From the beginning of the crisis, banks have been noticeably more cautious in assessing their clients, and many of them slowed down the release of money from the credit lines for the sake of their own liquidity, says Wisniwski for Ekonom: east. According to her, the last 18 months had been lost somehow because companies hesitated to buy machines or enter into long term investments.

“Now we are slowly moving away from that phase and the entrepreneurs are considering new investments that will compensate for that delay,” she added.

On the other hand, Dragan Santovac, Deputy CEO of Commercial Bank, which signed a loan contract of 20 million Euros with EFSE in Ohrid, believes that the loans to finance liquidity and for permanent working capital will still be in the highest demand.

“Unfortunately, small businesses still do not show a significant courage and willingness to invest into or expand their businesses,” says Santovac for Ekonom: east.

“EFSE primarily sees its role, in providing long-term loans of up to ten years, which are necessary to finance long-term investments”, says Wisniwski.

“We notice a growing demand for these types of loans, but it is difficult for the banks to cover it from the domestic savings, because they are short-term, one year at the most. It is difficult to expect banks to provide long-term loans from such sources”, she said.

Miodrag Džodžo, Director of Risk at Opportunity Bank, believes that the credit lines of organizations such as EFSE, EBRD, World Bank, and subsidized loan program of the Government of Serbia, certainly offer the best conditions for clients in terms of deadline, indexing, amount, and the variability of interest. “However, these funds are not enough for all the enterprises and entrepreneurs who have a need for such loans, and the commercial banks are much less willing to approve loans in Dinars on a long-term basis, primarily due to the instability of the Dinar exchange rate, so business loans in Dinars are mostly short-term in Serbian banks”, says Džodžo.

Low level of local deposits is characteristic for the entire region, and in some countries, pressure on debtors had increased with the weakening of the local currencies. In Serbia, for example, between March 2008 and April 2009, Dinar had lost 21.5 percent of its value in relation to Swiss Franc, and 16.2 percent in relation to Euro. At the same time, in Romania, Leu devalued just slightly less, 19.3 in relation to Franc, and 14.1 percent in relation to Euro.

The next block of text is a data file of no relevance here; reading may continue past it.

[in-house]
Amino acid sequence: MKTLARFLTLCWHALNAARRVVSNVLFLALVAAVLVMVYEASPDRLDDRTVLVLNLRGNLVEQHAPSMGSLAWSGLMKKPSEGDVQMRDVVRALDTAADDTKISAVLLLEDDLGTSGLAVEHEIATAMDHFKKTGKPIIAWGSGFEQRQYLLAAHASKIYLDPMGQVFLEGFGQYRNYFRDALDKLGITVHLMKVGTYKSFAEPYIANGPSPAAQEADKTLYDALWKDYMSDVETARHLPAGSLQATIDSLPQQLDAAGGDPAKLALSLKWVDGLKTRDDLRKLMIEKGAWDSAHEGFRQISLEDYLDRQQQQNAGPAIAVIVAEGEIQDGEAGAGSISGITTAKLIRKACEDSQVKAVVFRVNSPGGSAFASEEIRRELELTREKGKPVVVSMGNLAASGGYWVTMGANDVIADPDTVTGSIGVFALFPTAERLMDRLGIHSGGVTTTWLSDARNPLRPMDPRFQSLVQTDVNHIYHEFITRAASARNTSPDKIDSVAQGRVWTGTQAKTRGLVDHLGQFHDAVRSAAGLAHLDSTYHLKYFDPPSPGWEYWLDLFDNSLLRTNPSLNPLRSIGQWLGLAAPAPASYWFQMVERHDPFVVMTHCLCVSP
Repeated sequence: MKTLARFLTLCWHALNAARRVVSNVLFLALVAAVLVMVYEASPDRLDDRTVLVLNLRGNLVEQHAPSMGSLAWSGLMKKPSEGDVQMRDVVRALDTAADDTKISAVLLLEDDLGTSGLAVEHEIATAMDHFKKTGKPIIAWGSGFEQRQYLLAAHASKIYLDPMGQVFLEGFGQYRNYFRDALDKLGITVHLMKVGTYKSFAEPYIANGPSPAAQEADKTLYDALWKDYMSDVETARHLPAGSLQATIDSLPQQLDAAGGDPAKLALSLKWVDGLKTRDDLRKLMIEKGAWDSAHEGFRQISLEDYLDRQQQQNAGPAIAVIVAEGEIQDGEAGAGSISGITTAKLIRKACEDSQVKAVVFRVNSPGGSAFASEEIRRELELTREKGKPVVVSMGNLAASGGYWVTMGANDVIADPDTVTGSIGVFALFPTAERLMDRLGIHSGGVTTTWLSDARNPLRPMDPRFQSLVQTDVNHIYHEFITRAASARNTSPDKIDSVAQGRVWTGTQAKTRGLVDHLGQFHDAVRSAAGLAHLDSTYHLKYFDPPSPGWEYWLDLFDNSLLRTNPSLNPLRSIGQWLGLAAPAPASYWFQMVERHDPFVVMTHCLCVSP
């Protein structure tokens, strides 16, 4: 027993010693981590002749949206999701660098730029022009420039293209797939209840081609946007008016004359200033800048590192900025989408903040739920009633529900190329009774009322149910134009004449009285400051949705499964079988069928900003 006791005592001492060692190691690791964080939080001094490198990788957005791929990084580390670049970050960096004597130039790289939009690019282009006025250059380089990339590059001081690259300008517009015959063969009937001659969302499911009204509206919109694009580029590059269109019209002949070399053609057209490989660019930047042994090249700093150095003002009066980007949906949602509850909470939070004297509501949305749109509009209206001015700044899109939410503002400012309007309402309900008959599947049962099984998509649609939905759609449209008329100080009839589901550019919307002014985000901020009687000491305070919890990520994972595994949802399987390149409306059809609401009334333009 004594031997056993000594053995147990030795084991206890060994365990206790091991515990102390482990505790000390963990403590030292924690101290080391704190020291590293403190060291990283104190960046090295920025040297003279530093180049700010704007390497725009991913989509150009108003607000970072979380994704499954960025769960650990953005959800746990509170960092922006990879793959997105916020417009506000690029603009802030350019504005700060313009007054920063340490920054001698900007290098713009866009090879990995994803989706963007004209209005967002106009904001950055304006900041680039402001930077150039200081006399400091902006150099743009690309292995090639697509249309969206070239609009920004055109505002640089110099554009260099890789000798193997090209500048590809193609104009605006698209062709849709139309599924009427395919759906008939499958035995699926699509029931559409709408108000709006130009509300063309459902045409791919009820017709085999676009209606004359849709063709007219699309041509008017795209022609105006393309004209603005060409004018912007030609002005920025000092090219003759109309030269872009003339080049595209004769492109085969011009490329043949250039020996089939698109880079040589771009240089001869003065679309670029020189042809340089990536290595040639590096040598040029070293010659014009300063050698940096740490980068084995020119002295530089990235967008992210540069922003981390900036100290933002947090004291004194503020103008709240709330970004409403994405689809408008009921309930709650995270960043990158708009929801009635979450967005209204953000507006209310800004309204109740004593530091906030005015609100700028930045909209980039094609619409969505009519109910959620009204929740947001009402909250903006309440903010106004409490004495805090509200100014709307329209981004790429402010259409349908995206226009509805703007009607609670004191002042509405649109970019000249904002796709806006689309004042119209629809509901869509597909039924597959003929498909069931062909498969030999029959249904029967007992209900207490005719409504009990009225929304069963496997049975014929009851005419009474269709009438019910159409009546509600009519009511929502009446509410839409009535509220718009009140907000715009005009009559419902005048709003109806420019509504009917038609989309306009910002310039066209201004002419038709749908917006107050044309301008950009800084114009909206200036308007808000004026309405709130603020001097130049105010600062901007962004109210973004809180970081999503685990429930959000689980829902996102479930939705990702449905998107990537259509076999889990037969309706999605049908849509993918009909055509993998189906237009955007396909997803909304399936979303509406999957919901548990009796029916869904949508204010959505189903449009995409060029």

As foreign funds are not allowed to offer Dinar loans in Serbia, the only option for EFSE to influence the offer of long-term Dinar loans is, according to Wisniwski, the possibility of buying Dinar bonds that would be issued by the banks operating in the country.

The presence of international creditors, such as EFSE, is important not only because of the loan supply maintenance, but also because of the positive impact on banking practices and responsibility towards clients, believes the Governor of the National Bank of Serbia, Radovan Jelasic.

For Helen Alexander, this responsibility means, among other things, that banks focus to increasing the domestic savings, and the shareholders are required to be realistic and not expect excessive profits.

Michael Kortenbusch, consultant for banks and microfinance institutions from the Swiss company Business & Finance Consulting, is of opinion that “although the pressure on financial institutions to think about their own sustainability will increase, this goal should be achieved by increasing internal efficiency, rather than at the expense of social interests of promoting microfinancing”.

The amount of loans distributed by the partner institutions of EFSE to small and micro enterprises in Serbia since the establishment of the Fund, 2005.


Source: EFSE